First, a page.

User:FloraC/On the canon of music

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This text body concerns the canon of music. Not that canon. The other canon. Canon means the source material accepted as officially part of a story. Now the first question is: what does it have to do with music? Actually, music often manifests itself in many forms such as recorded, performed, and written out, which technically all carry different information. The very notion of thinking of those forms as equivalent – as a piece of work – cannot be taken for granted. There are some limitations to the material, and we are here to figure them out.

Digital audio has many advantages that lend itself to fit the role of a canon in contemporary music. By the subject is meant the digitally rendered, losslessly compressed audio file supplied in openly accessible formats. In terms of the signal form, it may be a waveform, a spectrum or a spectrogram. Most essentially, all the sounds can be perfectly reproduced, and never degrade with time – except for the impact from cosmic rays. Such a level of reliability is incredible if you think about it. Indeed, there has never been a moment in history as exciting as this where the magical technology of digital audio can take on the basis of the supreme form of music.

That unfortunately leads to two direct consequences that prompt us to re-evaluate it. First, what about live performance? Why perform if digital audio is the supreme form of music? After all, no performances could be as authentic as the canon. Second, what if the musical quantities fail to fit the digital grid? The lack of musical feature extraction in digital audio is to blame for both problems.

Musical features are what make a human process music distinctly from how an insentient machine does, because human beings are gifted at perception in the pattern of musical features rather than of signal itself. For example, we think of music as made of notes. That knowledge is not recognized by the audio at all.

Contrary to digital audio's absolute lack of musical feature extraction, the musical score may be of more relevance, as it is made up of musical feature extraction. Modern staff notation was so created for the duty of collecting all the information required to reconstruct the musical ideas in a piece, and no doubt, all it carries now is condensated wisdom as it underwent the numerous rounds of iteration in the history.

Note that music is a prototype of nonlinear art to which emergence applies. To clarify, notions such as linearity and emergence are largely alien to the flow of music, so the saying is a gaze on music from logos. But it is necessary. On the positive side, at least it explains why artificial intelligence engineers have always been interested in training their little bots through none else than deep neural networks.

Of course, the score extracts musical features in a way that is mostly linear. Nonlinear features are also found in scores, but they are not central. Rhythm is a strictly linear feature, unfolding along the horizontal axis. Pitch is also a strictly linear feature, unfolding along the vertical axis for each part. Note that using the nominal–accidental chain in place of a plain piano-roll-style pitch space is not nonlinearity – it is called rank-2, which is still linear. Both types of quantities are perfectly accurate as they are recorded in their native grid instead of the foreign-to-score digital grid.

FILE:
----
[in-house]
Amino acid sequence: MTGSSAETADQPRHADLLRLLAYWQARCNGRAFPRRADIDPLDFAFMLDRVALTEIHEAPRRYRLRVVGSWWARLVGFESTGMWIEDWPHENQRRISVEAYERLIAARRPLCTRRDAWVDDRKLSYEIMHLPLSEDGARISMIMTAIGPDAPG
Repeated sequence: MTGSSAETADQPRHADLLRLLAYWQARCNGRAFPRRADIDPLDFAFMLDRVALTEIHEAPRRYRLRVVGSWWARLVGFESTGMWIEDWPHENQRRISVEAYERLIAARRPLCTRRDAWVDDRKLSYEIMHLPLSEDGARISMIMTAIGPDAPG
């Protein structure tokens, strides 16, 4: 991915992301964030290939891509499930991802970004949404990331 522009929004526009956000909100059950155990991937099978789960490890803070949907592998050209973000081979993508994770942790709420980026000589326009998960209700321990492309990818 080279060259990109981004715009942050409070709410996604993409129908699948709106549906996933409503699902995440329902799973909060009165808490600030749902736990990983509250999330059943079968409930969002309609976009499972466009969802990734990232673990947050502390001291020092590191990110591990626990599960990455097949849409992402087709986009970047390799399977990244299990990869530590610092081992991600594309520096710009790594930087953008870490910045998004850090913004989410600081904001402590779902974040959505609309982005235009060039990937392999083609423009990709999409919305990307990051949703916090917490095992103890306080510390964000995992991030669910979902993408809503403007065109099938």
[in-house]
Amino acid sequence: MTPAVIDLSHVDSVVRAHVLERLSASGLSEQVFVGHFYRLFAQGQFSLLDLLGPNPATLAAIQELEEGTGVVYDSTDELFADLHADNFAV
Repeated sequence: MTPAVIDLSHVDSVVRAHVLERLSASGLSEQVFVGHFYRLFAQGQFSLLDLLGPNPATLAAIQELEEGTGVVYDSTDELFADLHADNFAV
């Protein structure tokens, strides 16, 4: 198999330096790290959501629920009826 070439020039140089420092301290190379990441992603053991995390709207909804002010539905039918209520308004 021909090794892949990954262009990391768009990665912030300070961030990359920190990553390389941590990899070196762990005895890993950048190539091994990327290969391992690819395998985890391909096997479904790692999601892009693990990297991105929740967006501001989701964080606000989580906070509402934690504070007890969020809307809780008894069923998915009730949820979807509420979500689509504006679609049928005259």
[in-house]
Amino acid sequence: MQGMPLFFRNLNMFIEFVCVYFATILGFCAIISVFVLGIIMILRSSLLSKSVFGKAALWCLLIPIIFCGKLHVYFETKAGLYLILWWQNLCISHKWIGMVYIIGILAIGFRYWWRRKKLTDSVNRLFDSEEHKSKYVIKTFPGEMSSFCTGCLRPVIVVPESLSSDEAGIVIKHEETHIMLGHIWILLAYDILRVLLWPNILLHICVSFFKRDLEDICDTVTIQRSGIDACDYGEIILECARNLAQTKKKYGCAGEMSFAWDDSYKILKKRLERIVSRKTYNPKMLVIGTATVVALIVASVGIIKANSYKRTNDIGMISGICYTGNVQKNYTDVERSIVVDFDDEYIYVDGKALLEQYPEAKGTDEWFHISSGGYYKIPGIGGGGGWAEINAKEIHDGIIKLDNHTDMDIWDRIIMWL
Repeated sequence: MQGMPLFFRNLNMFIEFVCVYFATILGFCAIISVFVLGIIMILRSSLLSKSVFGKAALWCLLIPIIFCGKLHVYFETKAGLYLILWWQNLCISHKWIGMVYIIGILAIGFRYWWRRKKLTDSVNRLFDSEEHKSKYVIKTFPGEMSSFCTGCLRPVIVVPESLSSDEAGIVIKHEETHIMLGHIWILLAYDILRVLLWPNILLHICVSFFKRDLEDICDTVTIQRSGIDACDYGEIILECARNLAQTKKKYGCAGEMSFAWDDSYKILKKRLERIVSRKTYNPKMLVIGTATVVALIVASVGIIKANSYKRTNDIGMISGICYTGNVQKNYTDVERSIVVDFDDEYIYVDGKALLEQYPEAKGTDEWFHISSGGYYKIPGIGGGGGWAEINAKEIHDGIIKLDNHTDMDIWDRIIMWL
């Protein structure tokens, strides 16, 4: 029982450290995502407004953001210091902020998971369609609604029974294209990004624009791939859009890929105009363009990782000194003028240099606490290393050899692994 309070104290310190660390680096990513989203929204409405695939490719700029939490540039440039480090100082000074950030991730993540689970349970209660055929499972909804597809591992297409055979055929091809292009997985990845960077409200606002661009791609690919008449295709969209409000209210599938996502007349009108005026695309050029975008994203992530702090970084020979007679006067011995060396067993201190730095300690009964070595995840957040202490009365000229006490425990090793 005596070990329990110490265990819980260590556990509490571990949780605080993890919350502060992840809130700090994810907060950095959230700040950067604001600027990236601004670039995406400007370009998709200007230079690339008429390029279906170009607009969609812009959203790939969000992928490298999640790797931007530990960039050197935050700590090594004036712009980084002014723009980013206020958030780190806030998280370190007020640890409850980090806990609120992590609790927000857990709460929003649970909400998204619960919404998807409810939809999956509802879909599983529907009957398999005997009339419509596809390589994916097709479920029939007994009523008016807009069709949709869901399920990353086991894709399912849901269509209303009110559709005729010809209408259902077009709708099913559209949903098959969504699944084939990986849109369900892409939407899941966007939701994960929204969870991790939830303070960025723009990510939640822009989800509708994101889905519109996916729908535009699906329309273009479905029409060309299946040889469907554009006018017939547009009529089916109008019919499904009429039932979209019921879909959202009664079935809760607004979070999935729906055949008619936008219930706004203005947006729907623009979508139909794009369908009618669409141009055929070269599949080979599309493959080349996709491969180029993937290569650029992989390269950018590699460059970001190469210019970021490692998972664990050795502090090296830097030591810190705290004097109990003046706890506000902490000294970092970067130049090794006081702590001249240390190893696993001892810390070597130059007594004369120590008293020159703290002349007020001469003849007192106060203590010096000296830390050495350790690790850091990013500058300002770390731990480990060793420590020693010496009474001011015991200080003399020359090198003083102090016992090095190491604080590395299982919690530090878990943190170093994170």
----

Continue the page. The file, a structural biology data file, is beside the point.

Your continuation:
Dynamics are very nonlinear; other expressions, even more so. For what? Dynamics, the musically relevant element, does not rigidly translate to loudness, the digitally relevant element, since dynamics is a musical feeling that defies logic. For the same reason, dynamics does not translate to velocity, and velocity does not translate to loudness, either. One could hear what it is like in many scorewriter programs should dynamics be treated as a linear feature translated straight to velocity. It typically feels like the work is nowhere near completion whenever played in that setting.

Generally speaking, music is less linear than the score makes it out to be. In other words, the score is an underfitted model, even with dynamics and expressions. Because music is nonlinear, it is vague in which way it is nonlinear. It is this underdetermined nonlinearity that opens up the possibility of all the interpretations of the same piece, besides the rather debatable external factors such as social and historical considerations.

Among all the possible interpretations, some are closer than others to the composer's intention. It is a producer's job to implement one which is as close as possible to the composer's intention, and the result is typically rendered in the form of digital audio. So when we say digital audio, we do not merely refer to the form. We refer more to the implementation which supposedly reflect the composer's intention.

Therefore, regarding canon, digital audio and musical score combine to a better reference point than either form alone. The score is the feature set of the audio; the audio acts as the exemplar interpretation of the score.

While live performance is not canon, it is never devoid of meanings: it is the exploration of the interpretation space, where the performer adds their own taste to the space defined by the composer. Thereby a discussion of intention between the composer and the performer solidifies; a "dialog" of music is achieved.

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© 2023 Flora Canou

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